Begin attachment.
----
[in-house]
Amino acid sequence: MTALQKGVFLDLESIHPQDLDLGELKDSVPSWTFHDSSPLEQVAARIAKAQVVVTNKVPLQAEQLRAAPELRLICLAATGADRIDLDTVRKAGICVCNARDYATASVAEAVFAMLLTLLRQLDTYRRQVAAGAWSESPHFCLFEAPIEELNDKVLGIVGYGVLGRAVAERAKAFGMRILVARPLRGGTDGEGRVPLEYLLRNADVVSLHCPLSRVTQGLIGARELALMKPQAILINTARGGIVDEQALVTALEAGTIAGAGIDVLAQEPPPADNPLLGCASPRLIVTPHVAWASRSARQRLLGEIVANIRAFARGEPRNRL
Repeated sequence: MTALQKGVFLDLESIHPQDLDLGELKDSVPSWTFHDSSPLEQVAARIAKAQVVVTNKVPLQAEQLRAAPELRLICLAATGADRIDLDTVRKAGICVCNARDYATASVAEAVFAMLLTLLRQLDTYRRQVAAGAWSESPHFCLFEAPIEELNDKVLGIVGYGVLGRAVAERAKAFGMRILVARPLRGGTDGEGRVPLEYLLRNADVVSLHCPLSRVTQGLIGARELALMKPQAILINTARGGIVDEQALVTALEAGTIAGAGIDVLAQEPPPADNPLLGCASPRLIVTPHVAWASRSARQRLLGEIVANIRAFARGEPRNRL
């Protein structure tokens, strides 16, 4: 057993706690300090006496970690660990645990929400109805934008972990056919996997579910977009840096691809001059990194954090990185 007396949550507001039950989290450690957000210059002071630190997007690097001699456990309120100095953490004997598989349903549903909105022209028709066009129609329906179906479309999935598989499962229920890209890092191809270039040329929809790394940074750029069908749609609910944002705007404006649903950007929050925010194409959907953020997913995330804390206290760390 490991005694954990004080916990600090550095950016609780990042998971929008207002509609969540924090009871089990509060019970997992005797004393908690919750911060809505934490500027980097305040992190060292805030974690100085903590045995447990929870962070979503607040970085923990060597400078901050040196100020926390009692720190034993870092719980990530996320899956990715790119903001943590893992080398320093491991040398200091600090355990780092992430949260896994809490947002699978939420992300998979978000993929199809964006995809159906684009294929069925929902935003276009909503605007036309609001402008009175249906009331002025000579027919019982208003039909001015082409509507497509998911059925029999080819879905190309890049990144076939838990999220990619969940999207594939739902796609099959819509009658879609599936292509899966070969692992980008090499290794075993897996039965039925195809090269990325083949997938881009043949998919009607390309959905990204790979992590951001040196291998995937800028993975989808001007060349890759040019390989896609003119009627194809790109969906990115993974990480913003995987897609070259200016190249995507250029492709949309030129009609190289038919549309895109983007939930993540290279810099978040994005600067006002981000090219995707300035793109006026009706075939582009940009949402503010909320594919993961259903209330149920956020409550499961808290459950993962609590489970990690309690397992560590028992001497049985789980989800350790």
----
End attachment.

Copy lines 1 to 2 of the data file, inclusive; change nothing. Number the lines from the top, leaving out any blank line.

[in-house]
Amino acid sequence: MTALQKGVFLDLESIHPQDLDLGELKDSVPSWTFHDSSPLEQVAARIAKAQVVVTNKVPLQAEQLRAAPELRLICLAATGADRIDLDTVRKAGICVCNARDYATASVAEAVFAMLLTLLRQLDTYRRQVAAGAWSESPHFCLFEAPIEELNDKVLGIVGYGVLGRAVAERAKAFGMRILVARPLRGGTDGEGRVPLEYLLRNADVVSLHCPLSRVTQGLIGARELALMKPQAILINTARGGIVDEQALVTALEAGTIAGAGIDVLAQEPPPADNPLLGCASPRLIVTPHVAWASRSARQRLLGEIVANIRAFARGEPRNRL